GDPR and Accountability

GDPR and Accountability

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The General Data Protection Regulation (GDPR) states that accountability is the ability to demonstrate that a data protection programme has been implemented and is run in compliance with the law. Here, we briefly discuss accountability requirements, including data protection management systems, data protection impact assessments (DPIAs), privacy policies and the role of the data protection officer (DPO).

Accountability

The GDPR states that the controller must have a data protection programme.

It says (Article 24(1)):

‘Taking into account the nature, scope, context and purposes of processing as well as the risks of varying likelihood and severity for the rights and freedoms of natural persons, the controller shall implement appropriate technical and organisational measures to ensure and to be able to demonstrate that processing is performed in accordance with this Regulation. Those measures shall be reviewed and updated where necessary’.

The text specifies a risk-based approach to data protection resulting in technical and non-technical measures that can demonstrate compliance with the GDPR.

Controllers must review and update their systems to ensure they remain robust.

Data processors also have similar obligations to (Article 28(1)) in addition to other processor accountability obligations, such as record­ keeping. Where accountability obligations apply only to controllers, processors have a duty to support the controller in fulfilling those obligations e.g. contributing to audits (Article 28(3)(e)), and data subject access requests (Article 28(3)(e)).

An important aspect of accountability is the ability to demonstrate compliance with the GDPR. In order to demonstrate compliance with the GDPR, the data controller or data processor should maintain records of processing activities under its responsibility (Article 30). Each data controller and data processor should be obliged to cooperate with the supervisory authority and make those records, on request, available to it, so that it might serve for monitoring those processing operations (Recital 82).

There are circumstances that will trigger a recording obligation. These include processing personal data for organisations of 250 or more employees. Or, regardless of the organisation’s size, controllers and processors are obligated to keep records if the processing is likely to result in a risk to the rights and freedoms of data subjects; is not occasional; or includes special categories of data or data relating to criminal convictions and offences.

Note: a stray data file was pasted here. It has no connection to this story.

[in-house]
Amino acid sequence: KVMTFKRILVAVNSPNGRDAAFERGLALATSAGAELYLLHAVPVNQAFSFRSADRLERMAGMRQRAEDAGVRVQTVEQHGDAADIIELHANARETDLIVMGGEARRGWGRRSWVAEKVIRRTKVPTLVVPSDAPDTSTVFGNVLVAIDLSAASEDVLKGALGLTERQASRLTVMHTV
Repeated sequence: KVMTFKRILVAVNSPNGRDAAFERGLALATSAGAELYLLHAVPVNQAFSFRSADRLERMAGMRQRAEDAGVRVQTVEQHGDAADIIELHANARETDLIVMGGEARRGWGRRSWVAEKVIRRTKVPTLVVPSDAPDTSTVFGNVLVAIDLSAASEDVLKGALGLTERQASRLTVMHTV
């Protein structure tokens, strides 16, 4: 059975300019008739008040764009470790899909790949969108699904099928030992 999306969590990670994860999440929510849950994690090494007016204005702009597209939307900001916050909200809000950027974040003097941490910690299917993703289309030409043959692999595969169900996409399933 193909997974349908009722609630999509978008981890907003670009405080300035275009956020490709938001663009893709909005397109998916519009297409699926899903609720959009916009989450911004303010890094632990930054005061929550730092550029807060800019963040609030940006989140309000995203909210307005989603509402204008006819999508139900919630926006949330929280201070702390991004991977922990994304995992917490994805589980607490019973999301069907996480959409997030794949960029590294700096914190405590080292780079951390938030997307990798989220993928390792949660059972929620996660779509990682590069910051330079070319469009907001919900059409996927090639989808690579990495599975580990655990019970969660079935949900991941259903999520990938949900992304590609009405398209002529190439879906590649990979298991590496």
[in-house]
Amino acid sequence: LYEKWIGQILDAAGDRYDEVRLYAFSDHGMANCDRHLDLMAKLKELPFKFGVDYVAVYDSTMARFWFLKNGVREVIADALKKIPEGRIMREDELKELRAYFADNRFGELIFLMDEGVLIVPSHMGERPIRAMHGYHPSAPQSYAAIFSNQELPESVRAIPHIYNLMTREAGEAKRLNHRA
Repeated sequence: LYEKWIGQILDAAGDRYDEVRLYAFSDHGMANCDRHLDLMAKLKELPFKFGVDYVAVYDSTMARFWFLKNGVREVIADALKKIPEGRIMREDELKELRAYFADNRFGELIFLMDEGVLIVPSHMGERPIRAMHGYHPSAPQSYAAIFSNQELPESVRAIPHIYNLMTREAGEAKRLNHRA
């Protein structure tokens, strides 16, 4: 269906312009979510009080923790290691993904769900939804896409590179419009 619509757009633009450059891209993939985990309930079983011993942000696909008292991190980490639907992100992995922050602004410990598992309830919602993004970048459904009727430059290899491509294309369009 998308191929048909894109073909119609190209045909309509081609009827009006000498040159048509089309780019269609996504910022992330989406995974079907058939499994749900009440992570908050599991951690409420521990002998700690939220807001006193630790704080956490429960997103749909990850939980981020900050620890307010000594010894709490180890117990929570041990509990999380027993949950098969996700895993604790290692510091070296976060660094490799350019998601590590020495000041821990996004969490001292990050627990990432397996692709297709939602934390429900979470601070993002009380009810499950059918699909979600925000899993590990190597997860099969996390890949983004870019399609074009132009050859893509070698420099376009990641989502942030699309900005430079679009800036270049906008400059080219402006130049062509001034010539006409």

Because this final trigger is broad, recording obligations likely will apply to organisations with fewer than 250 employees.

If required to keep personal data processing records, controllers and processors have slightly different obligations. These are:

Controller records (Article 30(1))

  • Name and contact information of the controller and the DPO;
  • Purposes of processing;
  • Categories of data subjects, personal data and recipients of the data;
  • International data transfers being made and the measures put in place to ensure they are lawful;
  • How long the personal data is being retained and the timeline for deleting that data;
  • A general description of technical and organisational security measures that have been implemented.

Processor records (Article 30(2))

  • Name and contact information of the processor, the controller and the DPO;
  • Categories of processing carried out on behalf of the controller;
  • International data transfers being made and the measures put in place to ensure they are lawful;
  • A general description of technical and organisational security measures that have been implemented.

CloudLegal can provide you with further advice if you need it!

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What you can do now:

Download our free easy GDPR Awareness Q&A fact sheet form here.

Checkout our DIY Audit, which offers a sensible and affordable DIY audit solution to suit your budget that you can use for your business to:

  • understand what you need to do and assess your own preparations for, and levels of, GDPR compliance; and,
  • assist with the implementation of your own GDPR Compliance Programme.

The document fully aligns with your key obligations in the GDPR. Get more information on the DIY Audit, or request a quote for a consultant-led audit to be carried out at your place of work.

 

By |2018-02-20T15:20:24+00:00January 22nd, 2018|News|0 Comments